Frustration at Work? The Case for Subsidizing Career Changes Areti Theofilopoulou (University of Hong Kong), Tom Parr (University of Essex)
Tuesday May 17, 2022, 5pm HK Time (10am BST), Zoom only
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Zoom info: https://bit.ly/36vuV3f
Meeting ID: 934 1587 8132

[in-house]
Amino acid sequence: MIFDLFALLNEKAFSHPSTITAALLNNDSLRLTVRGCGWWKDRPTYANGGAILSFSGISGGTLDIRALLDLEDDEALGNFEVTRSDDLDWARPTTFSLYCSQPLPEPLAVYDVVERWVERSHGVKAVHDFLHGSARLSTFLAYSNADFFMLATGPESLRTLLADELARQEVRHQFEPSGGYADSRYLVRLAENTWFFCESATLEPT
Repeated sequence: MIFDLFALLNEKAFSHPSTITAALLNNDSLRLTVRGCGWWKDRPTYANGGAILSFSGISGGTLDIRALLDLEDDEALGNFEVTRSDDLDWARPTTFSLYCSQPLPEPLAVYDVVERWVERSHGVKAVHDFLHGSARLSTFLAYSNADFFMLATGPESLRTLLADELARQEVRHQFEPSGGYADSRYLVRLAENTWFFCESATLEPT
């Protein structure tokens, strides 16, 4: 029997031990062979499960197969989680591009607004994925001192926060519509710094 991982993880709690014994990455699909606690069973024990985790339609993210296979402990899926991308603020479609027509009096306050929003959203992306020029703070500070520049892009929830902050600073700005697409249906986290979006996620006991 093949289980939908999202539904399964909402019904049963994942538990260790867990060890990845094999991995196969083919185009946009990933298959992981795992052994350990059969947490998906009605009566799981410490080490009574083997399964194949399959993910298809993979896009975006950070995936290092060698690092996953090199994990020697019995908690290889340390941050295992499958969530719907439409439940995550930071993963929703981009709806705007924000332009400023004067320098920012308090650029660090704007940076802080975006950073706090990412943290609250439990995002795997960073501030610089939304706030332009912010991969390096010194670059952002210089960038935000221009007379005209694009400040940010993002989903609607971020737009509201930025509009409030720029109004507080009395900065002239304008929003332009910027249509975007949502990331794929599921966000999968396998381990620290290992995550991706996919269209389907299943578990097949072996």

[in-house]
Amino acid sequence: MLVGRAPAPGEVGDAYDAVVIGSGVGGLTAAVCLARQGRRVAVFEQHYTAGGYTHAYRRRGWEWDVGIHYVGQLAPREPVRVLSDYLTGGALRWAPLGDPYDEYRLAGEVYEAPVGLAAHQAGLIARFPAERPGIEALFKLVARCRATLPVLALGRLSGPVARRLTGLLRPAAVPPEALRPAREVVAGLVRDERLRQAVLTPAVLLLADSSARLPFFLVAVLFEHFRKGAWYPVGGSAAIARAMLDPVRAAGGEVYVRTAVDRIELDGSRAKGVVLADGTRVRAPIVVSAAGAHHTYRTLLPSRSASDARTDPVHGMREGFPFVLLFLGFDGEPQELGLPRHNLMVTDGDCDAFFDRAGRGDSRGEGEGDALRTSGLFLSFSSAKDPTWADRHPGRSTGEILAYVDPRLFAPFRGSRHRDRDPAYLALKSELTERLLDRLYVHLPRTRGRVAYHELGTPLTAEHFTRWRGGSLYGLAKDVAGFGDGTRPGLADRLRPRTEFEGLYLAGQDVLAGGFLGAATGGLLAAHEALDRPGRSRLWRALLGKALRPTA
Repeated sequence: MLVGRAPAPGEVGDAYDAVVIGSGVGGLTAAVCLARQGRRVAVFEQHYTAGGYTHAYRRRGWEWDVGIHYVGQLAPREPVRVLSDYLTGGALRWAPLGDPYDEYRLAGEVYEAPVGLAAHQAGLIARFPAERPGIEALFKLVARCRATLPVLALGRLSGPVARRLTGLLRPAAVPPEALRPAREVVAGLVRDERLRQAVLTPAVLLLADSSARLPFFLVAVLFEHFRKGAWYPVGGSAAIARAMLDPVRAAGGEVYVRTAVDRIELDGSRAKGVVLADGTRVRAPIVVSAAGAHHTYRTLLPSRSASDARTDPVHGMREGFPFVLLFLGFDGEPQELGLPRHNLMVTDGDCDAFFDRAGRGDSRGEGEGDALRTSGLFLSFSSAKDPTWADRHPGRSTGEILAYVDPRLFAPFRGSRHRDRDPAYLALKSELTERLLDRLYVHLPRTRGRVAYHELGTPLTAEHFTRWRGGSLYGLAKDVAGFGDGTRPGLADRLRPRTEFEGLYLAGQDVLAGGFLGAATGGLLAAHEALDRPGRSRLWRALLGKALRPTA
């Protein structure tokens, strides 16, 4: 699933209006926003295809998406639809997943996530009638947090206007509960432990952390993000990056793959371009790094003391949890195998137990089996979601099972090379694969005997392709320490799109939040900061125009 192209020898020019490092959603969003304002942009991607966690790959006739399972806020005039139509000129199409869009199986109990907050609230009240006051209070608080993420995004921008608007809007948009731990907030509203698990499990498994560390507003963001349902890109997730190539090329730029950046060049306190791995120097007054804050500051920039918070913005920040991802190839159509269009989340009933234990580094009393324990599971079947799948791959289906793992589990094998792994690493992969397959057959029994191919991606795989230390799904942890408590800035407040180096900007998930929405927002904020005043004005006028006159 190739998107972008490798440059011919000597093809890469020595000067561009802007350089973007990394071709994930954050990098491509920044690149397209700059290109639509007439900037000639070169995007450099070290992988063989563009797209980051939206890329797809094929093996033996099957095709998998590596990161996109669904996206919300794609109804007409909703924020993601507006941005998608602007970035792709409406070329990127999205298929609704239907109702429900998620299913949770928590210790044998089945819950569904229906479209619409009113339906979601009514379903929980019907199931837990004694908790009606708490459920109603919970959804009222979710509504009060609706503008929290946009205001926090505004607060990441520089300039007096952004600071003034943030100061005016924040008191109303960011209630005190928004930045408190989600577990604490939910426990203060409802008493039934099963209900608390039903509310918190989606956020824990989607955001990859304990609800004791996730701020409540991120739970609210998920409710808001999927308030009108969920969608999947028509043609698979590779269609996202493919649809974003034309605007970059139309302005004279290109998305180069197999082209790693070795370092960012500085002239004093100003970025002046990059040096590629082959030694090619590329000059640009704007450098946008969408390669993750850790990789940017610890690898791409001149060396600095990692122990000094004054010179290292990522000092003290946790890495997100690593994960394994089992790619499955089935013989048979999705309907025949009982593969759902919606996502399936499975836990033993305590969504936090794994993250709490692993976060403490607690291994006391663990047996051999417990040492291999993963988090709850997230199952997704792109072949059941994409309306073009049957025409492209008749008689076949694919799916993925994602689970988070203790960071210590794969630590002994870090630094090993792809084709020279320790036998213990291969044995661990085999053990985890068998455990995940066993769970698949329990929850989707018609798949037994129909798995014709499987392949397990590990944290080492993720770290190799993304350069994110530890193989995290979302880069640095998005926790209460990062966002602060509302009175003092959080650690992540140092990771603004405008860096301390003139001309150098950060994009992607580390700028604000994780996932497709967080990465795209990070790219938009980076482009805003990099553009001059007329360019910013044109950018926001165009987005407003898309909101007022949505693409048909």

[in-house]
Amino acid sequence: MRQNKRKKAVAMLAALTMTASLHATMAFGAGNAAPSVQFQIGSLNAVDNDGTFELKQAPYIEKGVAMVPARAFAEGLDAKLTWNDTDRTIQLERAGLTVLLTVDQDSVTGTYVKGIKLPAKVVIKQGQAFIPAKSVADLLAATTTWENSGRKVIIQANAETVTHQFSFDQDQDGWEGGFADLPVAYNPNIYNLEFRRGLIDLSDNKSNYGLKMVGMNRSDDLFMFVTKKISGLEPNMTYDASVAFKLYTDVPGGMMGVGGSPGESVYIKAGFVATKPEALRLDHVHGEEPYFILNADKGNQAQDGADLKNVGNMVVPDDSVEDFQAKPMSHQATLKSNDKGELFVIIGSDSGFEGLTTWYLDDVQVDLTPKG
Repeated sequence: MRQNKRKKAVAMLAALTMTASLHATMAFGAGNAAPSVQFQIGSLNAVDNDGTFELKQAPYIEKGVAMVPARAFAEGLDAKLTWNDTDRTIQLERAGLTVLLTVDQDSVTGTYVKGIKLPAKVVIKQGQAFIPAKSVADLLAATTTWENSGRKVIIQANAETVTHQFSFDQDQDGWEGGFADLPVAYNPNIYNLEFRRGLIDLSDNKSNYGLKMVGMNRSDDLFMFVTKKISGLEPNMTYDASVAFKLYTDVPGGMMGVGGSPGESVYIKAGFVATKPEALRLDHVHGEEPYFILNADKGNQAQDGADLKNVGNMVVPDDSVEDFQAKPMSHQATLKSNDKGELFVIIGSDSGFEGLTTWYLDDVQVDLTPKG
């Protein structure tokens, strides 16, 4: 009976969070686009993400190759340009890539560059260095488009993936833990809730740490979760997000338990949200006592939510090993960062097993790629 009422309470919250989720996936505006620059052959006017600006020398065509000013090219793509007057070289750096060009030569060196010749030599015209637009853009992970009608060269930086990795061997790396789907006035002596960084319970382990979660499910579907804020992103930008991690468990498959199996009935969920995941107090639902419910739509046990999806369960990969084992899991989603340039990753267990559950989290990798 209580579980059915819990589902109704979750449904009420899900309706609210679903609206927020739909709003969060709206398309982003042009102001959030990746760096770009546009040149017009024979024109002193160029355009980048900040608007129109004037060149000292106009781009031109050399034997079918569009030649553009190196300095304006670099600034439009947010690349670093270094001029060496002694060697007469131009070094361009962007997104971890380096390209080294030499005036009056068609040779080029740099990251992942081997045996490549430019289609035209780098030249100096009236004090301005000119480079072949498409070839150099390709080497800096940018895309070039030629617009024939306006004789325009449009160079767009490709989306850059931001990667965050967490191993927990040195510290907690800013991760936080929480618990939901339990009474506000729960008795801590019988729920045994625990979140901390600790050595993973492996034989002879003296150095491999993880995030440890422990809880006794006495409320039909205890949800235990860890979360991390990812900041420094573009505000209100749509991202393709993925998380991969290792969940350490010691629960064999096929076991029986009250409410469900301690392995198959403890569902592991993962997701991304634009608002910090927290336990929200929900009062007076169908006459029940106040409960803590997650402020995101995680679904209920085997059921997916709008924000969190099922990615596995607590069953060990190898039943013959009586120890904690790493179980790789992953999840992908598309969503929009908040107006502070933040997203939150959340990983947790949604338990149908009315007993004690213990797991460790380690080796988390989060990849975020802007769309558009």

Many individuals experience frustration with their work. In some cases, this is due to the conditions of their work. In other cases, the source of their frustration is that they believe they should have chosen to do something very different with their time. Our aim is to explore these important but neglected cases in which individuals feel trapped in their work. Our conclusion is that the complaints to which these concerns give rise are valid ones, and that governments have a duty to lower the social and economic costs of changing careers. This may seem controversial, as the preference to change one’s career appears to be an expensive taste. One response to this worry is that career changes may bring net social benefits, rather than costs, through higher productivity. This response, however, depends on empirical contingencies. In this paper, we advance an argument that does not depend on such contingencies.
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